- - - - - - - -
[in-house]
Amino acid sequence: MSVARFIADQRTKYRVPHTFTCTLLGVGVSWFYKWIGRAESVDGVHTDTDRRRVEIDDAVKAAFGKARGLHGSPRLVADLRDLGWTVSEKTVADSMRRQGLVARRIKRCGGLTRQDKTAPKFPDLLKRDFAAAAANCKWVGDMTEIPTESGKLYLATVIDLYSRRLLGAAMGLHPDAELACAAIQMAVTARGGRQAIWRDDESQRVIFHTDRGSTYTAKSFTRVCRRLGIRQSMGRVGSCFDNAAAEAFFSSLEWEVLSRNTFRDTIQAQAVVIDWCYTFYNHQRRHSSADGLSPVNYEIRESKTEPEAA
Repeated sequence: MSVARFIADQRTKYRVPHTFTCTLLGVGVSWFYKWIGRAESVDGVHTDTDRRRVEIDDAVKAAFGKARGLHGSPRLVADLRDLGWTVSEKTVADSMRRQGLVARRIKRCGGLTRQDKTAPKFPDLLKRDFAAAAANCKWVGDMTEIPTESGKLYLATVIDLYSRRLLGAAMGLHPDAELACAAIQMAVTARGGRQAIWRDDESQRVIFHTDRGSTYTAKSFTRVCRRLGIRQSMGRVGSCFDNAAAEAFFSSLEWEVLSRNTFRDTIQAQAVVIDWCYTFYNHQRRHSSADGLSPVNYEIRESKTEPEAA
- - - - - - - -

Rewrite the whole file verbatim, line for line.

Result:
[in-house]
Amino acid sequence: MSVARFIADQRTKYRVPHTFTCTLLGVGVSWFYKWIGRAESVDGVHTDTDRRRVEIDDAVKAAFGKARGLHGSPRLVADLRDLGWTVSEKTVADSMRRQGLVARRIKRCGGLTRQDKTAPKFPDLLKRDFAAAAANCKWVGDMTEIPTESGKLYLATVIDLYSRRLLGAAMGLHPDAELACAAIQMAVTARGGRQAIWRDDESQRVIFHTDRGSTYTAKSFTRVCRRLGIRQSMGRVGSCFDNAAAEAFFSSLEWEVLSRNTFRDTIQAQAVVIDWCYTFYNHQRRHSSADGLSPVNYEIRESKTEPEAA
Repeated sequence: MSVARFIADQRTKYRVPHTFTCTLLGVGVSWFYKWIGRAESVDGVHTDTDRRRVEIDDAVKAAFGKARGLHGSPRLVADLRDLGWTVSEKTVADSMRRQGLVARRIKRCGGLTRQDKTAPKFPDLLKRDFAAAAANCKWVGDMTEIPTESGKLYLATVIDLYSRRLLGAAMGLHPDAELACAAIQMAVTARGGRQAIWRDDESQRVIFHTDRGSTYTAKSFTRVCRRLGIRQSMGRVGSCFDNAAAEAFFSSLEWEVLSRNTFRDTIQAQAVVIDWCYTFYNHQRRHSSADGLSPVNYEIRESKTEPEAA